Google has been pretty good at understanding how far Digital Life will reach into Real Life. Want to find out where you are physically and where you’re going? There’s a Google (Maps) for that. Want to watch millions of channels of video? There’s a Google (YouTube) for that. Want to talk to your friends, family and business associates on the phone? There’s a Google (Android, Voice) for that. Etc.

It took them a while to figure out that “socializing with friends” was a big part of regular folks’ Real Life, and then it’s taken them a while to figure out how to make a Google for that. But it looks to me like they got it right with Plus.

Bonus look at the other players in the game:

Apple: understands the idea of a Digital Life, but hampered by its long-term view that Digital Life would be built around digital assets (documents, apps, media), instead of Real Life.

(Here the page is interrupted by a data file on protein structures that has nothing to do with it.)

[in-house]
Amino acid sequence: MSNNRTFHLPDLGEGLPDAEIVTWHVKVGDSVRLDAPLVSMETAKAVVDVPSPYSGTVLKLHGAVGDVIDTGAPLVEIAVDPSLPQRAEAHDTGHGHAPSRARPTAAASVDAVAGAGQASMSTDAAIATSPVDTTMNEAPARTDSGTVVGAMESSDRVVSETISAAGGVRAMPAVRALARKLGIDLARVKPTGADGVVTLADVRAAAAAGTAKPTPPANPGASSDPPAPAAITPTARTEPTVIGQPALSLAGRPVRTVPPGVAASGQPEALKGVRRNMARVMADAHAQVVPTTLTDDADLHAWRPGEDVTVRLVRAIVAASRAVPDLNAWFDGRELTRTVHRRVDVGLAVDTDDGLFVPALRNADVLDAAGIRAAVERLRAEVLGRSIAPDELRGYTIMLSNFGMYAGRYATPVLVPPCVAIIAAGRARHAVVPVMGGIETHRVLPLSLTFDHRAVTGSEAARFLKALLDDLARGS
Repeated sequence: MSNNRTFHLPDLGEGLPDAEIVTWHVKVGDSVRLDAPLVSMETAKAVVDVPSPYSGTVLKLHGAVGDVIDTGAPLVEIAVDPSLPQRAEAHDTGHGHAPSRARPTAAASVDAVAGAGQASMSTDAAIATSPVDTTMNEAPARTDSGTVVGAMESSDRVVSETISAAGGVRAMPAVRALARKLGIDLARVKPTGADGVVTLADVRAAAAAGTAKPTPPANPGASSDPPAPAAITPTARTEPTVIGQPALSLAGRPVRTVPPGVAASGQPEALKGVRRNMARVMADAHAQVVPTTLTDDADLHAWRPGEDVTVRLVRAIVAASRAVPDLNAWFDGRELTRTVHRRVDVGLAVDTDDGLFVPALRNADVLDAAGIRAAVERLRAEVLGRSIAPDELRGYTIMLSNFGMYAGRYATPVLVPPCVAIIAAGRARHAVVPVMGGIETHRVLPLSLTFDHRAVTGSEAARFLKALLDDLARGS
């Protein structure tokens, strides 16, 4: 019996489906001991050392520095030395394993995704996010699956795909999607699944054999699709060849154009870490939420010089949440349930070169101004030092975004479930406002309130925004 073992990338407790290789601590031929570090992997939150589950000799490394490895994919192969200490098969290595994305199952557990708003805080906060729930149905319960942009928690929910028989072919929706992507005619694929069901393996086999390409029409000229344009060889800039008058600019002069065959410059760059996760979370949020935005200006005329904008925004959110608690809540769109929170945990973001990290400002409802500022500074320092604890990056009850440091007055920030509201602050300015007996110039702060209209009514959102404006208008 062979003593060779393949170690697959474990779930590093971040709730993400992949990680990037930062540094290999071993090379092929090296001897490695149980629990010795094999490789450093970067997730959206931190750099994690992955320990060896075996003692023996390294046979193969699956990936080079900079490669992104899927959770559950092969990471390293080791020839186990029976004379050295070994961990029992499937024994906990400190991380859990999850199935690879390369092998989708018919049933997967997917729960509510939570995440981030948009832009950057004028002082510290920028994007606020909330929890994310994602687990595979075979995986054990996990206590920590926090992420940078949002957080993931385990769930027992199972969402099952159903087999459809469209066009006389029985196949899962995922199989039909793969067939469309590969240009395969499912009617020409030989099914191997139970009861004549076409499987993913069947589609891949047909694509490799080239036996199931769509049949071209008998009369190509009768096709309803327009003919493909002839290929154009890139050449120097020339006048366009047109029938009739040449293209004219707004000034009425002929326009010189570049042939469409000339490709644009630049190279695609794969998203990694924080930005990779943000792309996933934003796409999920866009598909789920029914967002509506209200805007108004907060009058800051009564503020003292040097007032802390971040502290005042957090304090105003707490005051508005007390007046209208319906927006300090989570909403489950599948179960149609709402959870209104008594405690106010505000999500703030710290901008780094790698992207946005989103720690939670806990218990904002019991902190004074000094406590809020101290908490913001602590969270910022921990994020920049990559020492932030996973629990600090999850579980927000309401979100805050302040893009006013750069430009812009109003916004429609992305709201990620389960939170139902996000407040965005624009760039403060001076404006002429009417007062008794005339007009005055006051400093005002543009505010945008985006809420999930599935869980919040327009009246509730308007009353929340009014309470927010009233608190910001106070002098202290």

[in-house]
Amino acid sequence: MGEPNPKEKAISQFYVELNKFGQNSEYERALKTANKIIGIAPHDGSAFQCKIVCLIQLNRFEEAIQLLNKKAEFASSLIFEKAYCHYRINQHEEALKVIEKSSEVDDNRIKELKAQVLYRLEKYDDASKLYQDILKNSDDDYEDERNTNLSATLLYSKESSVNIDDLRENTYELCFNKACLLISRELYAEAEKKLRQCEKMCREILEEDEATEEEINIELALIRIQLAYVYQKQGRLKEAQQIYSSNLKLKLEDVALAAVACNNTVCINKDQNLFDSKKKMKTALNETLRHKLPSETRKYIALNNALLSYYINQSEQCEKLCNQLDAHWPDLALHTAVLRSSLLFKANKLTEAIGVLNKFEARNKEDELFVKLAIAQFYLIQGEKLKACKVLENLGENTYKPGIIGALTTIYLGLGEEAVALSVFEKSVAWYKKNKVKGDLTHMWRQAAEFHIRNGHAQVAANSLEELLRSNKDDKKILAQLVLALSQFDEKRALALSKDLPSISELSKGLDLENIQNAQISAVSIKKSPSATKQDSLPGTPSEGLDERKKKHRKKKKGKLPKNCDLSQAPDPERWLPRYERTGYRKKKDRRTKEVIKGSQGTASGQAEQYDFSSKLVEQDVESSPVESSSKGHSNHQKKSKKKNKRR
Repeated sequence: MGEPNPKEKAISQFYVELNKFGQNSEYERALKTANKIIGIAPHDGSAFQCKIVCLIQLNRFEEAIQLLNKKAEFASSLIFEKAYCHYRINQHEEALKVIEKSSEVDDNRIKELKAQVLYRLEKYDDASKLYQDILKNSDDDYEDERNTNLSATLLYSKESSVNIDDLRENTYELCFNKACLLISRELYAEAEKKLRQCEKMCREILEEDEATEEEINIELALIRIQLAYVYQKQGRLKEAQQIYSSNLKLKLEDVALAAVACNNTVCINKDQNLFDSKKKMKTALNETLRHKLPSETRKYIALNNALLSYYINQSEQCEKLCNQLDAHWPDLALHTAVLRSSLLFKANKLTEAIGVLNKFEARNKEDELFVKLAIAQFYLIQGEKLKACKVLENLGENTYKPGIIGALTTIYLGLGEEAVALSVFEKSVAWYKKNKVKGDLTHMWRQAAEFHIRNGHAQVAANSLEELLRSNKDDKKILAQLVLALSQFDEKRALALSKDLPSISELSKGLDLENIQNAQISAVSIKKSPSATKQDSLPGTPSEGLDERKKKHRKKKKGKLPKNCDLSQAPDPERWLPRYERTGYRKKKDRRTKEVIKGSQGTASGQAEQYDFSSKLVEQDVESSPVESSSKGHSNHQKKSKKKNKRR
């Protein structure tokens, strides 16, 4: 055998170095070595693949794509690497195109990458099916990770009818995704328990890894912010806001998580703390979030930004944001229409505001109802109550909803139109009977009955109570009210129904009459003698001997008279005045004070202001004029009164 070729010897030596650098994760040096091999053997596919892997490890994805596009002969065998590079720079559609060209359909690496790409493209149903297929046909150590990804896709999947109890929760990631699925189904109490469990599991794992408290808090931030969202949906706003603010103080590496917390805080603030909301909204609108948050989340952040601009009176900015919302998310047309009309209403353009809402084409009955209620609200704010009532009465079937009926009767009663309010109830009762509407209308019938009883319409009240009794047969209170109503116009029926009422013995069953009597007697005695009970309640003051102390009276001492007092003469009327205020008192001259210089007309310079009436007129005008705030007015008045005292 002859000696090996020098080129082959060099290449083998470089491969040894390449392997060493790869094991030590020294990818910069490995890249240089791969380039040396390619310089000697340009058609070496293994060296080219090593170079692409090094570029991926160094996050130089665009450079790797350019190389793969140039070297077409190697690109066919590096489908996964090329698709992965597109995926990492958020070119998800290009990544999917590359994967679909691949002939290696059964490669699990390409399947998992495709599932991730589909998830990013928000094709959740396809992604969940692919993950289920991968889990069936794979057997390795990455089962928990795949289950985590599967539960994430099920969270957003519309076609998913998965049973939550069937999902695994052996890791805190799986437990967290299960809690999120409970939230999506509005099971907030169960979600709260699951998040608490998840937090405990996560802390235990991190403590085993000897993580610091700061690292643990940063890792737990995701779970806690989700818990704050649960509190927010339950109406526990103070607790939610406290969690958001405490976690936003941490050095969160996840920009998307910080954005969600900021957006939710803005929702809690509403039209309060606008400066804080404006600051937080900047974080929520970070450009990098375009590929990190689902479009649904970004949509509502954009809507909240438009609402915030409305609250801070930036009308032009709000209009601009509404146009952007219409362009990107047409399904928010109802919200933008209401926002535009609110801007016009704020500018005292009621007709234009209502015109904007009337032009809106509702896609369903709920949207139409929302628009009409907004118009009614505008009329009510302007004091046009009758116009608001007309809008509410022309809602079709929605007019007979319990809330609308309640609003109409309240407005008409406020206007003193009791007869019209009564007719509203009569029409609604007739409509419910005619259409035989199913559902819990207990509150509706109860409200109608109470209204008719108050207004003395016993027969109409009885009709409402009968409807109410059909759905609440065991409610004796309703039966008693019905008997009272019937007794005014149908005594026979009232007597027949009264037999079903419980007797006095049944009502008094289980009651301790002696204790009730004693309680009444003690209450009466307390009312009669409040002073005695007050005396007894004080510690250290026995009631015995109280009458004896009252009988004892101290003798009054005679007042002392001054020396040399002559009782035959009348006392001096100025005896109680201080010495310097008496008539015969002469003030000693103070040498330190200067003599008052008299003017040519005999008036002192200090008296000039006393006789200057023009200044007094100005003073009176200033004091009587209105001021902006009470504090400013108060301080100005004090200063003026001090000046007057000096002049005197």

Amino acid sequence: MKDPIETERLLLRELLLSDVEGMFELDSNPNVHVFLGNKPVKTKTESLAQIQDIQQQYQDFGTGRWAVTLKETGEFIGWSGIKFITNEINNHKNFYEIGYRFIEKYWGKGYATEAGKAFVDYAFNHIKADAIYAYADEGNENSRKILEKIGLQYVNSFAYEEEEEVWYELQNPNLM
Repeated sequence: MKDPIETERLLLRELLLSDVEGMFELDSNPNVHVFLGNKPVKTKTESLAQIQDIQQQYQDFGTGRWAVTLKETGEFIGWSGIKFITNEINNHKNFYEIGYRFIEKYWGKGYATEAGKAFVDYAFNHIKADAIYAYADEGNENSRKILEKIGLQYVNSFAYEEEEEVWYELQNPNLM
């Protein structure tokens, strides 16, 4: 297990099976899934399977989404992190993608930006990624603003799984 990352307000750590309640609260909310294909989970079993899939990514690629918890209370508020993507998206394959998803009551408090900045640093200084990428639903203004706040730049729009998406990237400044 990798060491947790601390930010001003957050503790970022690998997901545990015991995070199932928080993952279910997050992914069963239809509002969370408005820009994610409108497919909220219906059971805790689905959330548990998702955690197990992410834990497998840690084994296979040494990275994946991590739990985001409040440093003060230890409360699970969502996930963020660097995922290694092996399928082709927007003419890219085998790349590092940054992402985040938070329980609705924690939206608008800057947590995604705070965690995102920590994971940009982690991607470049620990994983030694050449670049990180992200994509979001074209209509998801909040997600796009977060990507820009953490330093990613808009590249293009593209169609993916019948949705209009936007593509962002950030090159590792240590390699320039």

Facebook: has a huge head start on mediating your Digital Life, because it’s built on socializing, which is a big part of regular folks’ Real Life. May or may not figure out there are other parts to it.

Microsoft: mediated most people’s Digital Life for a long time. Parts of it understand that there’s more to Digital Life than Digital Office. But they may die by milking their old cash cow (Innovator’s Dilemma) before succeeding in the new game.

Yahoo: accidentally, subconsciously, understood Digital Life early on. Couldn’t wake up and realize it consciously, gave away the race.